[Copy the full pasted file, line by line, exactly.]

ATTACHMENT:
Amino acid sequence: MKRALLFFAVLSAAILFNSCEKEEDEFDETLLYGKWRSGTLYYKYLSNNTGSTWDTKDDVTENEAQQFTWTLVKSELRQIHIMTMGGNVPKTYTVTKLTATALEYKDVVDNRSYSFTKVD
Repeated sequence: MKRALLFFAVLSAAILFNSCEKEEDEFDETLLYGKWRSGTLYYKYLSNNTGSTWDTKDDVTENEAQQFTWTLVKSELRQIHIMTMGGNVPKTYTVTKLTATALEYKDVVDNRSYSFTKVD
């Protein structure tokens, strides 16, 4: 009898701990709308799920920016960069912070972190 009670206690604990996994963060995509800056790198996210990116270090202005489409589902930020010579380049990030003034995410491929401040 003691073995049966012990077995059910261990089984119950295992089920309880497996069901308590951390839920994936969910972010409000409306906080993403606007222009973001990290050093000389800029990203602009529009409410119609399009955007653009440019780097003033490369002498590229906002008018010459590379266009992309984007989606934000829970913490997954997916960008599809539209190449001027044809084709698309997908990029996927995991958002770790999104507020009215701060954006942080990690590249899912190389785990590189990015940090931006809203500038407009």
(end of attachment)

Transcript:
Amino acid sequence: MKRALLFFAVLSAAILFNSCEKEEDEFDETLLYGKWRSGTLYYKYLSNNTGSTWDTKDDVTENEAQQFTWTLVKSELRQIHIMTMGGNVPKTYTVTKLTATALEYKDVVDNRSYSFTKVD
Repeated sequence: MKRALLFFAVLSAAILFNSCEKEEDEFDETLLYGKWRSGTLYYKYLSNNTGSTWDTKDDVTENEAQQFTWTLVKSELRQIHIMTMGGNVPKTYTVTKLTATALEYKDVVDNRSYSFTKVD
């Protein structure tokens, strides 16, 4: 009898701990709308799920920016960069912070972190 009670206690604990996994963060995509800056790198996210990116270090202005489409589902930020010579380049990030003034995410491929401040 003691073995049966012990077995059910261990089984119950295992089920309880497996069901308590951390839920994936969910972010409000409306906080993403606007222009973001990290050093000389800029990203602009529009409410119609399009955007653009440019780097003033490369002498590229906002008018010459590379266009992309984007989606934000829970913490997954997916960008599809539209190449001027044809084709698309997908990029996927995991958002770790999104507020009215701060954006942080990690590249899912190389785990590189990015940090931006809203500038407009």